Solidago buckleyi Torr. & A. Gray
Family - Asteraceae/Astereae
Habit - Perennial herb with short rootstock, not rhizomatous.
Stems - Ascending to erect, 1 to several, to 1.2 m, moderately pubescent, sometimes sparsely toward the base.
Stem and node.
Leaves - Basal leaves absent at flowering. Stem leaves centrally disposed, with largest leaves 1/3 to 1/2 way up stem. Basal and lowermost stem leaves with the blade 6-12 cm long, 2-5 cm wide, relatively thin, sessile or short-petiolate, sharply pointed, the margins usually sharply toothed and hairy, the upper surface glabrous or sparsely to moderately short-hairy along the main veins, the undersurface moderately pubescent along the veins, with 1 main vein. Median and upper stem leaves to 15 cm long, the uppermost usually lanceolate to narrowly elliptic, otherwise similar to the lower stem leaves.
Stem and leaves.
Inflorescence - Axillary clusters grading into a narrow, roughly cylindrical racemose panicle, the heads oriented in several directions.
Heads - Involucre 4.5-6.0 mm long, the bracts in 3 or 4 unequal series. Involucral bracts sharply pointed at the tip, appressed-ascending, the outermost usually with spreading to recurved tips, the margins hairy, the outer surface usually hairy. Receptacle naked.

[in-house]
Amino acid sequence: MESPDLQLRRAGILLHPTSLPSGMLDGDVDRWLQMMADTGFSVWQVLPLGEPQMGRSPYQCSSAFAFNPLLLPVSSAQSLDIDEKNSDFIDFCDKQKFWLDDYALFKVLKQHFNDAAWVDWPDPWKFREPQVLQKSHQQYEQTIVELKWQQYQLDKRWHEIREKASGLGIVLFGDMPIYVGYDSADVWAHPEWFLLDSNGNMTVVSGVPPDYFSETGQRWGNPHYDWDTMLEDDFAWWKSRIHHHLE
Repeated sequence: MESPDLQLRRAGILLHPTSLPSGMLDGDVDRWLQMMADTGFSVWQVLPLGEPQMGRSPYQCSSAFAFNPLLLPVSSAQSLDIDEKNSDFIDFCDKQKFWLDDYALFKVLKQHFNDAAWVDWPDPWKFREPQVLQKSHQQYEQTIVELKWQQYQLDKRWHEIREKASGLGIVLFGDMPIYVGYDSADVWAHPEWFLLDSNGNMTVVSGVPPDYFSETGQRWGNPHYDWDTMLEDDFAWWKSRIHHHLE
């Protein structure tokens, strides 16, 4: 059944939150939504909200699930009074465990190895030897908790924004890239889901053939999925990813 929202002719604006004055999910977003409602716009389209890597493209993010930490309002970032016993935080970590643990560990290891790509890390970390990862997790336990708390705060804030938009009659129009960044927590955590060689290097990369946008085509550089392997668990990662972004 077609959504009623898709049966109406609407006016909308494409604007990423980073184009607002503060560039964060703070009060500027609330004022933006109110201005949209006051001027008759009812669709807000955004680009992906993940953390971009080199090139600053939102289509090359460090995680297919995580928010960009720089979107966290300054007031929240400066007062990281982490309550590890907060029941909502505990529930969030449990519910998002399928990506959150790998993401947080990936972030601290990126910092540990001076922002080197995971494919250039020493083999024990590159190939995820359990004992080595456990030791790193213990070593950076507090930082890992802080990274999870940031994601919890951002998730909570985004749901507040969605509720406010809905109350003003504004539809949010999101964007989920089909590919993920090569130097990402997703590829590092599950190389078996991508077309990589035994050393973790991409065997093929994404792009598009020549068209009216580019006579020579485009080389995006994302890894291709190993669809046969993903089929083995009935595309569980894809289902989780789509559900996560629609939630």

Florets - Ray florets 6-9, the corollas 3.5-5.0 mm long, yellow. Disc florets 8-15, the corollas 4-5 mm long, the lobes 0.9-1.5 mm long, yellow. Pappus 4-5 mm bristles.
Fruits - Fruits 2-3 mm long, narrowly obovoid, glabrous at maturity.
Flowering - September - October.
Habitat - Glades, ledges, bluff tops, upland forests, savannas.
Origin - Native to the U.S.
Other info. - This is one of the showier goldenrods, having relatively large ray florets and an attractive, omindirectional spikelike inflorescence. The Ozark Division is the center of its global range, which is limited to small portions of only four nearby states. It is a conservative plant, assigned a conservatism coefficient of 8. It is easily mistaken for S. petiolaris, which is similar in appearance but with narrower leaves which lack conspicuous teeth. These two species are unique among the Missouri goldenrods in having involucral bracts with spreading tips.
Photographs taken at Pickle Springs Natural Area, Ste. Genevieve County, MO, 9-19-2009, and at Hawn State Park, Ste. Genevieve County, MO, 9-24-2011 (SRTurner).